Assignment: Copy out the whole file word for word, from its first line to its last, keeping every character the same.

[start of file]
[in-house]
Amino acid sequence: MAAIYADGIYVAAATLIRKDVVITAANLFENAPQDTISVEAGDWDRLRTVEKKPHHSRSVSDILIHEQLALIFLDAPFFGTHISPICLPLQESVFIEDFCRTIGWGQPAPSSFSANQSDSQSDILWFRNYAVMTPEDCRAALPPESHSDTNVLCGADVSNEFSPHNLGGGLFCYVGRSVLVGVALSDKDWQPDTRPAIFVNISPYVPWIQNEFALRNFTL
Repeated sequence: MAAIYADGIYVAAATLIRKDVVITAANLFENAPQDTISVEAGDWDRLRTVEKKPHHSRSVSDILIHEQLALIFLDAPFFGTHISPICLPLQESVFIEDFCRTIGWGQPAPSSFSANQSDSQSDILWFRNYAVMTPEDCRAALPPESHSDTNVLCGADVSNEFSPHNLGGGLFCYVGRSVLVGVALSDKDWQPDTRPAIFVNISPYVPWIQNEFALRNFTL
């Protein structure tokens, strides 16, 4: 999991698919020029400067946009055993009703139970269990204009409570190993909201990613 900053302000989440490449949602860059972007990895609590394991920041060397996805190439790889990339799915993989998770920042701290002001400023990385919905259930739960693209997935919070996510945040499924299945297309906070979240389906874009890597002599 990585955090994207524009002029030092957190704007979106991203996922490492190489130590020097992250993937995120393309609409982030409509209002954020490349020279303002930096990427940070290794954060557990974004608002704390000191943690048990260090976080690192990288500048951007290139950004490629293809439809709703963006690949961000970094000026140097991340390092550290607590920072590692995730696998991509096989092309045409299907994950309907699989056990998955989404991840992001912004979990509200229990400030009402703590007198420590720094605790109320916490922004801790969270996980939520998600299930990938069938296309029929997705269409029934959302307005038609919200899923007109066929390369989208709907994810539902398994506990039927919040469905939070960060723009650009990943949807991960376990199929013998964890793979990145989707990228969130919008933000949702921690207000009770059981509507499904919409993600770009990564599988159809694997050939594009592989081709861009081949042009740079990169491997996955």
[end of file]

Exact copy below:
[in-house]
Amino acid sequence: MAAIYADGIYVAAATLIRKDVVITAANLFENAPQDTISVEAGDWDRLRTVEKKPHHSRSVSDILIHEQLALIFLDAPFFGTHISPICLPLQESVFIEDFCRTIGWGQPAPSSFSANQSDSQSDILWFRNYAVMTPEDCRAALPPESHSDTNVLCGADVSNEFSPHNLGGGLFCYVGRSVLVGVALSDKDWQPDTRPAIFVNISPYVPWIQNEFALRNFTL
Repeated sequence: MAAIYADGIYVAAATLIRKDVVITAANLFENAPQDTISVEAGDWDRLRTVEKKPHHSRSVSDILIHEQLALIFLDAPFFGTHISPICLPLQESVFIEDFCRTIGWGQPAPSSFSANQSDSQSDILWFRNYAVMTPEDCRAALPPESHSDTNVLCGADVSNEFSPHNLGGGLFCYVGRSVLVGVALSDKDWQPDTRPAIFVNISPYVPWIQNEFALRNFTL
């Protein structure tokens, strides 16, 4: 999991698919020029400067946009055993009703139970269990204009409570190993909201990613 900053302000989440490449949602860059972007990895609590394991920041060397996805190439790889990339799915993989998770920042701290002001400023990385919905259930739960693209997935919070996510945040499924299945297309906070979240389906874009890597002599 990585955090994207524009002029030092957190704007979106991203996922490492190489130590020097992250993937995120393309609409982030409509209002954020490349020279303002930096990427940070290794954060557990974004608002704390000191943690048990260090976080690192990288500048951007290139950004490629293809439809709703963006690949961000970094000026140097991340390092550290607590920072590692995730696998991509096989092309045409299907994950309907699989056990998955989404991840992001912004979990509200229990400030009402703590007198420590720094605790109320916490922004801790969270996980939520998600299930990938069938296309029929997705269409029934959302307005038609919200899923007109066929390369989208709907994810539902398994506990039927919040469905939070960060723009650009990943949807991960376990199929013998964890793979990145989707990228969130919008933000949702921690207000009770059981509507499904919409993600770009990564599988159809694997050939594009592989081709861009081949042009740079990169491997996955």